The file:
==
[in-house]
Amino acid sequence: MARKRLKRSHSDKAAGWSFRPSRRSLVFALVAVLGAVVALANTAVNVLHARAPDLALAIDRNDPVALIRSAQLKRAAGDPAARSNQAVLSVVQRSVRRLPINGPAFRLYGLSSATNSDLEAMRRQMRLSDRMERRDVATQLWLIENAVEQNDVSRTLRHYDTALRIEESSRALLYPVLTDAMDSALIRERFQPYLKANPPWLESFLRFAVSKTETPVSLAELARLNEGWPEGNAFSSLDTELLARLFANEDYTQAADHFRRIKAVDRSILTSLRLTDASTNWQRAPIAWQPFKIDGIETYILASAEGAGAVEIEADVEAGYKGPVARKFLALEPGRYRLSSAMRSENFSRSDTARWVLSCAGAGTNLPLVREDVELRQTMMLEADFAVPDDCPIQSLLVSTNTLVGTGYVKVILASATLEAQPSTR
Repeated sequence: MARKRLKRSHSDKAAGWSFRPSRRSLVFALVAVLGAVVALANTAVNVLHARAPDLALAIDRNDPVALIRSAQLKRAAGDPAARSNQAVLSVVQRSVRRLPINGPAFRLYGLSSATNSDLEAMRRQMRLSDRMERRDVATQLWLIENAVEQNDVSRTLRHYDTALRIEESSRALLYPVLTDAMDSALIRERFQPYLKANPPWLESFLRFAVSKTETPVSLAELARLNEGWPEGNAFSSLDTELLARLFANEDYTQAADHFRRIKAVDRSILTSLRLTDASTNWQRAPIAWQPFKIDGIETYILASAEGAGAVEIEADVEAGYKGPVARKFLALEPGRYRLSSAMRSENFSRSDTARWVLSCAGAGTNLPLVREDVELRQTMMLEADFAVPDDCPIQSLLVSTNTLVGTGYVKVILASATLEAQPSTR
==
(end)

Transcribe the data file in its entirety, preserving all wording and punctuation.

[in-house]
Amino acid sequence: MARKRLKRSHSDKAAGWSFRPSRRSLVFALVAVLGAVVALANTAVNVLHARAPDLALAIDRNDPVALIRSAQLKRAAGDPAARSNQAVLSVVQRSVRRLPINGPAFRLYGLSSATNSDLEAMRRQMRLSDRMERRDVATQLWLIENAVEQNDVSRTLRHYDTALRIEESSRALLYPVLTDAMDSALIRERFQPYLKANPPWLESFLRFAVSKTETPVSLAELARLNEGWPEGNAFSSLDTELLARLFANEDYTQAADHFRRIKAVDRSILTSLRLTDASTNWQRAPIAWQPFKIDGIETYILASAEGAGAVEIEADVEAGYKGPVARKFLALEPGRYRLSSAMRSENFSRSDTARWVLSCAGAGTNLPLVREDVELRQTMMLEADFAVPDDCPIQSLLVSTNTLVGTGYVKVILASATLEAQPSTR
Repeated sequence: MARKRLKRSHSDKAAGWSFRPSRRSLVFALVAVLGAVVALANTAVNVLHARAPDLALAIDRNDPVALIRSAQLKRAAGDPAARSNQAVLSVVQRSVRRLPINGPAFRLYGLSSATNSDLEAMRRQMRLSDRMERRDVATQLWLIENAVEQNDVSRTLRHYDTALRIEESSRALLYPVLTDAMDSALIRERFQPYLKANPPWLESFLRFAVSKTETPVSLAELARLNEGWPEGNAFSSLDTELLARLFANEDYTQAADHFRRIKAVDRSILTSLRLTDASTNWQRAPIAWQPFKIDGIETYILASAEGAGAVEIEADVEAGYKGPVARKFLALEPGRYRLSSAMRSENFSRSDTARWVLSCAGAGTNLPLVREDVELRQTMMLEADFAVPDDCPIQSLLVSTNTLVGTGYVKVILASATLEAQPSTR